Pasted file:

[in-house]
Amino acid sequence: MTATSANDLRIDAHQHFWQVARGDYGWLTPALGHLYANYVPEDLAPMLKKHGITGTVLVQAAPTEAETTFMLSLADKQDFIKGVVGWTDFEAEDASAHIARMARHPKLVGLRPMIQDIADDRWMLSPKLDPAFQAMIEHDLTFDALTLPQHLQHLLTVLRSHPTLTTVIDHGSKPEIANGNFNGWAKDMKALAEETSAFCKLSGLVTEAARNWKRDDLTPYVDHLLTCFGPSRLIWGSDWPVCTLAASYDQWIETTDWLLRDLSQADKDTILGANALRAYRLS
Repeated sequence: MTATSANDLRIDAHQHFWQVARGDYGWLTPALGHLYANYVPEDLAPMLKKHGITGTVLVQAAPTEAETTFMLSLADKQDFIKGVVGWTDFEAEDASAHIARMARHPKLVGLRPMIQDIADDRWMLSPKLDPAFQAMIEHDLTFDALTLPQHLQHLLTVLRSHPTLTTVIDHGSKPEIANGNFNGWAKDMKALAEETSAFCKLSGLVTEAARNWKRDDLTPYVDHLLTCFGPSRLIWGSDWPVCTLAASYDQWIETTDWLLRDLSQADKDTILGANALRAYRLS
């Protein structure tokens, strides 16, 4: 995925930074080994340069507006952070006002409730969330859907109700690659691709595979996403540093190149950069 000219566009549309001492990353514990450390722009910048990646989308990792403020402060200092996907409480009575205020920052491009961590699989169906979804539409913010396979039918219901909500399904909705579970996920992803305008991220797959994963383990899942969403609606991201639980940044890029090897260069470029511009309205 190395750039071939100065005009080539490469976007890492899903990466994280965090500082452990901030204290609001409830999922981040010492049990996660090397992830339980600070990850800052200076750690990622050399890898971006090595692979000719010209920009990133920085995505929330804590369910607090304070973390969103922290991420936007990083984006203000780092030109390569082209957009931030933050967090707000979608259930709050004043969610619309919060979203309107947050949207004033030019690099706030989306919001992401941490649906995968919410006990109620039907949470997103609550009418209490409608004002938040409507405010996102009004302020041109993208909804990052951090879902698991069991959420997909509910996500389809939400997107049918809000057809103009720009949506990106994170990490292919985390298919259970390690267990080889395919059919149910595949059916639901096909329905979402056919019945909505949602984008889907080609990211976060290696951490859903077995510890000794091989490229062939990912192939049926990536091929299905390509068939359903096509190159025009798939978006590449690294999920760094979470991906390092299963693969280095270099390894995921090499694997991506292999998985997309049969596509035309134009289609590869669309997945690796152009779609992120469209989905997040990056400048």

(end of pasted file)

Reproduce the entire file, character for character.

[in-house]
Amino acid sequence: MTATSANDLRIDAHQHFWQVARGDYGWLTPALGHLYANYVPEDLAPMLKKHGITGTVLVQAAPTEAETTFMLSLADKQDFIKGVVGWTDFEAEDASAHIARMARHPKLVGLRPMIQDIADDRWMLSPKLDPAFQAMIEHDLTFDALTLPQHLQHLLTVLRSHPTLTTVIDHGSKPEIANGNFNGWAKDMKALAEETSAFCKLSGLVTEAARNWKRDDLTPYVDHLLTCFGPSRLIWGSDWPVCTLAASYDQWIETTDWLLRDLSQADKDTILGANALRAYRLS
Repeated sequence: MTATSANDLRIDAHQHFWQVARGDYGWLTPALGHLYANYVPEDLAPMLKKHGITGTVLVQAAPTEAETTFMLSLADKQDFIKGVVGWTDFEAEDASAHIARMARHPKLVGLRPMIQDIADDRWMLSPKLDPAFQAMIEHDLTFDALTLPQHLQHLLTVLRSHPTLTTVIDHGSKPEIANGNFNGWAKDMKALAEETSAFCKLSGLVTEAARNWKRDDLTPYVDHLLTCFGPSRLIWGSDWPVCTLAASYDQWIETTDWLLRDLSQADKDTILGANALRAYRLS
């Protein structure tokens, strides 16, 4: 995925930074080994340069507006952070006002409730969330859907109700690659691709595979996403540093190149950069 000219566009549309001492990353514990450390722009910048990646989308990792403020402060200092996907409480009575205020920052491009961590699989169906979804539409913010396979039918219901909500399904909705579970996920992803305008991220797959994963383990899942969403609606991201639980940044890029090897260069470029511009309205 190395750039071939100065005009080539490469976007890492899903990466994280965090500082452990901030204290609001409830999922981040010492049990996660090397992830339980600070990850800052200076750690990622050399890898971006090595692979000719010209920009990133920085995505929330804590369910607090304070973390969103922290991420936007990083984006203000780092030109390569082209957009931030933050967090707000979608259930709050004043969610619309919060979203309107947050949207004033030019690099706030989306919001992401941490649906995968919410006990109620039907949470997103609550009418209490409608004002938040409507405010996102009004302020041109993208909804990052951090879902698991069991959420997909509910996500389809939400997107049918809000057809103009720009949506990106994170990490292919985390298919259970390690267990080889395919059919149910595949059916639901096909329905979402056919019945909505949602984008889907080609990211976060290696951490859903077995510890000794091989490229062939990912192939049926990536091929299905390509068939359903096509190159025009798939978006590449690294999920760094979470991906390092299963693969280095270099390894995921090499694997991506292999998985997309049969596509035309134009289609590869669309997945690796152009779609992120469209989905997040990056400048």